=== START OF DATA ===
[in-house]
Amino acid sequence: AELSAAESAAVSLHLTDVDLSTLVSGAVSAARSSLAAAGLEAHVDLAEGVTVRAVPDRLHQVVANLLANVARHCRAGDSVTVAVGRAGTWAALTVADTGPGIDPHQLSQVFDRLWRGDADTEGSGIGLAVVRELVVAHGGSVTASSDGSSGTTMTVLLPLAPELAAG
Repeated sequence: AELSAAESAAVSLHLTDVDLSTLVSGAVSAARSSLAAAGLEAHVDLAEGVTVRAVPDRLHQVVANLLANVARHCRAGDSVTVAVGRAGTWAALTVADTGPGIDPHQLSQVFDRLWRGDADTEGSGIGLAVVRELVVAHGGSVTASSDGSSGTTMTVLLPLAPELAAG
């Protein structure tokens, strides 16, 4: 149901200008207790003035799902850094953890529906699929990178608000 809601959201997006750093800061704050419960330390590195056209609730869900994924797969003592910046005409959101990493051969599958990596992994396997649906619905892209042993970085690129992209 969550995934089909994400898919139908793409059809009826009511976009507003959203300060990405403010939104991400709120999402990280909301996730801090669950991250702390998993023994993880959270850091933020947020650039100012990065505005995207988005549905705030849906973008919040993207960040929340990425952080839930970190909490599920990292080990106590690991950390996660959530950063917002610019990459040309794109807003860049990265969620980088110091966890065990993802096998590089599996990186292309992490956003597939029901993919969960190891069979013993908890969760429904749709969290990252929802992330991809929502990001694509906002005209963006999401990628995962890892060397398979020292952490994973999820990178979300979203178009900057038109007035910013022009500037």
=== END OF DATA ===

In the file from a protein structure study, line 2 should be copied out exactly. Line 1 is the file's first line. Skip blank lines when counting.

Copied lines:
Amino acid sequence: AELSAAESAAVSLHLTDVDLSTLVSGAVSAARSSLAAAGLEAHVDLAEGVTVRAVPDRLHQVVANLLANVARHCRAGDSVTVAVGRAGTWAALTVADTGPGIDPHQLSQVFDRLWRGDADTEGSGIGLAVVRELVVAHGGSVTASSDGSSGTTMTVLLPLAPELAAG